How do I explain to future employers why my past work looks like crap?
September 15, 2019 10:36 AM   Subscribe

My publicly-visible past work doesn't look great for reasons largely outside of my control. What should I do?

I've been doing full stack development for about 4 years now (and other development for ~15 years before that). I'm more or less up to speed on modern tooling and practices.

I've been deeply involved with two major projects. Most of the projects are internal facing: internal tools, database tomfoolery, API development, fixing the many, many issues left behind by early project decisions, etc. As such, there have been a lot of mostly-invisible successes.

At the start of each project, each company told me that they wanted a best-in-class web experience. And this is fantastic: user experience is what I really care deeply about, with the back-end work being the necessary evil to support that.

I built alpha versions of the user interfaces with the intent to enter a user feedback cycle, and both times, the project manager has said "Good enough! Never work on this again!" (Just imagine several months worth of arguments and politics and broken promises right about here...) So, there are now two alpha-quality websites, the only publicly visible artifacts of my four years of work, that will exist in the world with my name on them.

In a few months, I would like to start looking for another job with more focus on front end design and build. And since I have greying hair, I expect a bit more difficulty.

What can I do to present the best face on this to prospective employers? Should I be spending my evenings building a set of portfolio sites? Code boot camp? MOOC certificates?

Any ideas or experiences are appreciated.
posted by cowcowgrasstree to Work & Money (3 answers total) 2 users marked this as a favorite
 
Take the ugly stuff out of your portfolio, and emphasize your backend work. Curation!
posted by oceanjesse at 10:38 AM on September 15 [1 favorite]


In my experience in hiring software engineers, even having a visible portfolio is the exception. Not having something to demo from the past 4 years wouldn't raise any flags with me. The catch in your situation is that the way you describe what you were working on will probably imply that there should be something public, and that is something i would follow up on as an interviewer. Would you feel comfortable calling your outputs "prototypes" or "MVP" or "version 0.1"? We all understand that business decisions sometimes impact the quality of a project, and it's fine to explain that in a way that doesn't throw the PM under the bus. When discussing them, be sure to mention the improvements that you had been planning. Since you won't want the hiring manager to find the project before you can provide your context, maybe be a little vague on your resume, as long as it doesn't sound evasive.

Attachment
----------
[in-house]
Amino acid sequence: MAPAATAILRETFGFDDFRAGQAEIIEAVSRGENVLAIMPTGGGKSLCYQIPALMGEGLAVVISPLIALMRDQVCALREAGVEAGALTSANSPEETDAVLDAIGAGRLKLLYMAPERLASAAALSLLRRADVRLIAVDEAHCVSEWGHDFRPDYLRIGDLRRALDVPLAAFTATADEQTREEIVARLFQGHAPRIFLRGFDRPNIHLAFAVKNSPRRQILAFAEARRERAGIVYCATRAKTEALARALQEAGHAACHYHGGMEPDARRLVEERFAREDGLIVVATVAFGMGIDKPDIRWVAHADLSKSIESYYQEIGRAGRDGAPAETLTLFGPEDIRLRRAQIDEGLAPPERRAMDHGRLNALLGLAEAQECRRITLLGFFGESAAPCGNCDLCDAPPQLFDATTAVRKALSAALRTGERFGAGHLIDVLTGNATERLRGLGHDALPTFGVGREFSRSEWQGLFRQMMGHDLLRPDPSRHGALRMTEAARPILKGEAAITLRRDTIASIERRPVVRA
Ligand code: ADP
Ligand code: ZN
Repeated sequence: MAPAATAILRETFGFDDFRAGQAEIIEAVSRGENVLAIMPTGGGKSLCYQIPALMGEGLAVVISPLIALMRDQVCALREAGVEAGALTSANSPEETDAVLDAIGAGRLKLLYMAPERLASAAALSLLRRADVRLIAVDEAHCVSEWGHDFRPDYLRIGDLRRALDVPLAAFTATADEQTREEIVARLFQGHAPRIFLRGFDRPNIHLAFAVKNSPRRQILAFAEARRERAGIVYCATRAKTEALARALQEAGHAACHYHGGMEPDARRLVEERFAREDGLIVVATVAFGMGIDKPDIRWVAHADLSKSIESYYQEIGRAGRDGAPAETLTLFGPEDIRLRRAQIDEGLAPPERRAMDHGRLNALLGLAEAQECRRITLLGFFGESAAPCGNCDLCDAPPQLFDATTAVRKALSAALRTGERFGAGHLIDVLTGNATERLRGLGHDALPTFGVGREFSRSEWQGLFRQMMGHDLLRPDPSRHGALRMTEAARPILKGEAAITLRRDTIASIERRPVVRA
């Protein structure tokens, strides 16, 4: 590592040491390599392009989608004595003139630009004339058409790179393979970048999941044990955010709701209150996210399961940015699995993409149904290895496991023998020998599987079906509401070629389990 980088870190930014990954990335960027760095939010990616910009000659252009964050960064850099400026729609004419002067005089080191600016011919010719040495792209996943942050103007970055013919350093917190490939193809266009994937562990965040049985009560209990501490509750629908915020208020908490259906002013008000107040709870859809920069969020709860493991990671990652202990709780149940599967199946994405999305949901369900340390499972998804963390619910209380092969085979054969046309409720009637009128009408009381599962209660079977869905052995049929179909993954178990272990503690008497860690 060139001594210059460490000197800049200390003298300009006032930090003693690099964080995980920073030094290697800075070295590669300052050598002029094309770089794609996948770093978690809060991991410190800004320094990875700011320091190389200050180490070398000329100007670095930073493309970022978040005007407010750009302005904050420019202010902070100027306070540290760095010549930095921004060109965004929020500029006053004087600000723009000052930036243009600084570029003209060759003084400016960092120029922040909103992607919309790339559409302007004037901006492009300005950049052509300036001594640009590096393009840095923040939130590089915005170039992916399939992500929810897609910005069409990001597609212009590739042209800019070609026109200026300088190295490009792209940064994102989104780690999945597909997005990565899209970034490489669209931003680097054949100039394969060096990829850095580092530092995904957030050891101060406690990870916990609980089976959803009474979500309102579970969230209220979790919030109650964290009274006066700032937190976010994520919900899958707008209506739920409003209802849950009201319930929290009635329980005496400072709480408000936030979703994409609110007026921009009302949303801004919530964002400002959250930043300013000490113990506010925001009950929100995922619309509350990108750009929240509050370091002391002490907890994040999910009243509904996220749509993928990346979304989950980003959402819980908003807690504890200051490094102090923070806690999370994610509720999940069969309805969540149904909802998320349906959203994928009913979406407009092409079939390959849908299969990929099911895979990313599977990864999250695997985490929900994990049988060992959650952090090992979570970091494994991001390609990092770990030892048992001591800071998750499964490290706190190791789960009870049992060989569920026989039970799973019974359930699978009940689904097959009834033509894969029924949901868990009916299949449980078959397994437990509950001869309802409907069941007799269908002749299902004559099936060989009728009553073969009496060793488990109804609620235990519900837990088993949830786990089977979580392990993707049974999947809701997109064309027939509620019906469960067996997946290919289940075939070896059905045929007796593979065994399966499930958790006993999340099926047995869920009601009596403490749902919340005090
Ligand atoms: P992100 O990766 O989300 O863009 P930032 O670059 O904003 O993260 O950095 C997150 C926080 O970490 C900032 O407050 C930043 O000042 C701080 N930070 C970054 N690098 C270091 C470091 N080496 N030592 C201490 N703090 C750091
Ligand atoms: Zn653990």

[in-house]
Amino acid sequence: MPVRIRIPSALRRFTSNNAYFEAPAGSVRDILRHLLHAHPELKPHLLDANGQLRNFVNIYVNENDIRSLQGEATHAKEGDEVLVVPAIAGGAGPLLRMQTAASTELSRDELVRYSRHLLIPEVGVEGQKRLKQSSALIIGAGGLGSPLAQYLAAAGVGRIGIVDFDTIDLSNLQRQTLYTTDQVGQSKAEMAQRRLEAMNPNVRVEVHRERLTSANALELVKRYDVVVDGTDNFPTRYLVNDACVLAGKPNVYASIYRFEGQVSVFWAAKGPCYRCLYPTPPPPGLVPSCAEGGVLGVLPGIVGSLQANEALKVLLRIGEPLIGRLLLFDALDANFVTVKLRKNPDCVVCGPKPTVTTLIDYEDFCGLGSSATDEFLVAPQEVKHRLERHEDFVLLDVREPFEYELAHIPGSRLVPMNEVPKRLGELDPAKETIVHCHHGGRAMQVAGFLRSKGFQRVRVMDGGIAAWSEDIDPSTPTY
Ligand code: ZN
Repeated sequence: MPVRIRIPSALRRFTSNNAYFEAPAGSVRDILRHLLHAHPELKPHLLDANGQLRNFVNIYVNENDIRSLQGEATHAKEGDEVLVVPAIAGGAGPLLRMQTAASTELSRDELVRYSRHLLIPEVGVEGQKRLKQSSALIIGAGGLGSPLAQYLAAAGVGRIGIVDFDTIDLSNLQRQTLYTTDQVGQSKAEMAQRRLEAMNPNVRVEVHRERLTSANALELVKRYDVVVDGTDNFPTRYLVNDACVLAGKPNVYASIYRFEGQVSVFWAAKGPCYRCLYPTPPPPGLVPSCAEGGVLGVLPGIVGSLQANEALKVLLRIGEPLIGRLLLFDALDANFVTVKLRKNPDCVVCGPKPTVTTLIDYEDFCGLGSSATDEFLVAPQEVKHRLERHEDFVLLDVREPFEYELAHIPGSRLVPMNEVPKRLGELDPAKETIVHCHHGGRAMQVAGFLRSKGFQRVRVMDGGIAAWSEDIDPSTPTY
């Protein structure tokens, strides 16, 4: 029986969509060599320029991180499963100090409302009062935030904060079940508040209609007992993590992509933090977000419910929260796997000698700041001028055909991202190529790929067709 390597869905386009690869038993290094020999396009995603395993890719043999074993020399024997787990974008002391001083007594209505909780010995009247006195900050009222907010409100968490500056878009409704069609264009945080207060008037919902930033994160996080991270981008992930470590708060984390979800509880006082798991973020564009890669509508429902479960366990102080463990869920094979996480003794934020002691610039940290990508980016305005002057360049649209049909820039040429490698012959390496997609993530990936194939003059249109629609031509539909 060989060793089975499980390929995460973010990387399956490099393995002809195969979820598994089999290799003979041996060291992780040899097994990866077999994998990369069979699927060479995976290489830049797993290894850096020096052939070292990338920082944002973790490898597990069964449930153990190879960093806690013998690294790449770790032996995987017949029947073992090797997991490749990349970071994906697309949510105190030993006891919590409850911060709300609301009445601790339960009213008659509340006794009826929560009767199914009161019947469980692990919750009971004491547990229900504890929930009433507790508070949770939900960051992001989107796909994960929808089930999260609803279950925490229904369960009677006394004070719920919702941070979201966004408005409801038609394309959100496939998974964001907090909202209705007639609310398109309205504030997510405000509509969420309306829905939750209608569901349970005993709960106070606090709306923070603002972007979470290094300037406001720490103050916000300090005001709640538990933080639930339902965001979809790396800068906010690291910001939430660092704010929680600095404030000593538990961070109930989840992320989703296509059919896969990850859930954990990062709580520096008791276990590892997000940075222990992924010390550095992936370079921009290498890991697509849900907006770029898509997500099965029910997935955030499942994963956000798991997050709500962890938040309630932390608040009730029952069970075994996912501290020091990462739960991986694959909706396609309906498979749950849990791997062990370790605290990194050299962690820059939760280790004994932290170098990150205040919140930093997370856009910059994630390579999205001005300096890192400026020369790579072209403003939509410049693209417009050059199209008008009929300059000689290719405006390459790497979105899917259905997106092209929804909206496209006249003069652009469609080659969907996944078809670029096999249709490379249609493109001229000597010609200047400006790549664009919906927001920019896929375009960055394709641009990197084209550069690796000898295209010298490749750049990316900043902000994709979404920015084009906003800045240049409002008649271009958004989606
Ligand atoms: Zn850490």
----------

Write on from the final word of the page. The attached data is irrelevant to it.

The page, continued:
posted by Horselover Fat at 11:52 AM on September 15 [3 favorites]


It's more common than not for development work to be unavailable for public view, either because it's backend code, or front-end code for an internal or proprietary site or app. Everybody who's reached senior level has been forced to ship code they didn't believe was ready, and has work they're proud of that they'll never be able to show anybody.

Don't show work that doesn't make you look good. If you believe it's worth mentioning your experience with a flawed product, save it for the interview where you will be able to use it as an illustration when answering questions about your past experiences, what you learned from them and what you would do differently if you could do them over again.
posted by at by at 12:16 PM on September 21


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